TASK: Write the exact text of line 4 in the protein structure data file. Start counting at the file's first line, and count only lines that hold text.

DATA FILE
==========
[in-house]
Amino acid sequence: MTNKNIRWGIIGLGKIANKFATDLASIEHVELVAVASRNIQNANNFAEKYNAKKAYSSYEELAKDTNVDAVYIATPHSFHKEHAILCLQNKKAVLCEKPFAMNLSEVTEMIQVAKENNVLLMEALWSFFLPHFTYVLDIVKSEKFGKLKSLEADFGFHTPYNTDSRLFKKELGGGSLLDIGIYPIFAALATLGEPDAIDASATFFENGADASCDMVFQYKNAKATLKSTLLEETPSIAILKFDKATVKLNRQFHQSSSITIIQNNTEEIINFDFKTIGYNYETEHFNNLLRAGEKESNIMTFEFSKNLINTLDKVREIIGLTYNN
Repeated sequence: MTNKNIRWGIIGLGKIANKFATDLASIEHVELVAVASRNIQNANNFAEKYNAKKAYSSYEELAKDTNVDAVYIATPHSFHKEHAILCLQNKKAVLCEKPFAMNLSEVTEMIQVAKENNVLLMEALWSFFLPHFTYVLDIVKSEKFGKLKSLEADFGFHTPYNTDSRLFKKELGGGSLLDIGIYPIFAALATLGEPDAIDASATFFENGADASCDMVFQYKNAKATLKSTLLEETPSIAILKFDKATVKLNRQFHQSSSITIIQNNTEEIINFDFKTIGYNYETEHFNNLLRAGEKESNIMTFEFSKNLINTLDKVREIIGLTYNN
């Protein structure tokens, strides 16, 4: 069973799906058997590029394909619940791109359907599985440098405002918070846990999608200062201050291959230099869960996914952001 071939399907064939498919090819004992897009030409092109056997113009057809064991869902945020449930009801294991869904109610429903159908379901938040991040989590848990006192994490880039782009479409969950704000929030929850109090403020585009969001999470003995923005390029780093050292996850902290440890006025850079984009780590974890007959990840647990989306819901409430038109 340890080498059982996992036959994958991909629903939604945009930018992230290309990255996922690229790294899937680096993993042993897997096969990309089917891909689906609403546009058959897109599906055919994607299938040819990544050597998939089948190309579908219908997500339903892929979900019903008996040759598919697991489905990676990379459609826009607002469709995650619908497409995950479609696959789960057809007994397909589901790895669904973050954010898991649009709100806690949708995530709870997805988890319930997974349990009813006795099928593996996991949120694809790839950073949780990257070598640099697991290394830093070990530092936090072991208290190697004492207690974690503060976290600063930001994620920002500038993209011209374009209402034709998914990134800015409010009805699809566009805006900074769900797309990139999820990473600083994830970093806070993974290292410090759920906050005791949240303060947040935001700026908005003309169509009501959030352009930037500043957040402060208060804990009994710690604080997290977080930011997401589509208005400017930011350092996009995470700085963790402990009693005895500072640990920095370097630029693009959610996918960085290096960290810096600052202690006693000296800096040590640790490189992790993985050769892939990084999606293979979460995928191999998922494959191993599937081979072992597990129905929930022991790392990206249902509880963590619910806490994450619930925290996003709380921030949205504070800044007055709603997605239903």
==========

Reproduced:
């Protein structure tokens, strides 16, 4: 069973799906058997590029394909619940791109359907599985440098405002918070846990999608200062201050291959230099869960996914952001 071939399907064939498919090819004992897009030409092109056997113009057809064991869902945020449930009801294991869904109610429903159908379901938040991040989590848990006192994490880039782009479409969950704000929030929850109090403020585009969001999470003995923005390029780093050292996850902290440890006025850079984009780590974890007959990840647990989306819901409430038109 340890080498059982996992036959994958991909629903939604945009930018992230290309990255996922690229790294899937680096993993042993897997096969990309089917891909689906609403546009058959897109599906055919994607299938040819990544050597998939089948190309579908219908997500339903892929979900019903008996040759598919697991489905990676990379459609826009607002469709995650619908497409995950479609696959789960057809007994397909589901790895669904973050954010898991649009709100806690949708995530709870997805988890319930997974349990009813006795099928593996996991949120694809790839950073949780990257070598640099697991290394830093070990530092936090072991208290190697004492207690974690503060976290600063930001994620920002500038993209011209374009209402034709998914990134800015409010009805699809566009805006900074769900797309990139999820990473600083994830970093806070993974290292410090759920906050005791949240303060947040935001700026908005003309169509009501959030352009930037500043957040402060208060804990009994710690604080997290977080930011997401589509208005400017930011350092996009995470700085963790402990009693005895500072640990920095370097630029693009959610996918960085290096960290810096600052202690006693000296800096040590640790490189992790993985050769892939990084999606293979979460995928191999998922494959191993599937081979072992597990129905929930022991790392990206249902509880963590619910806490994450619930925290996003709380921030949205504070800044007055709603997605239903």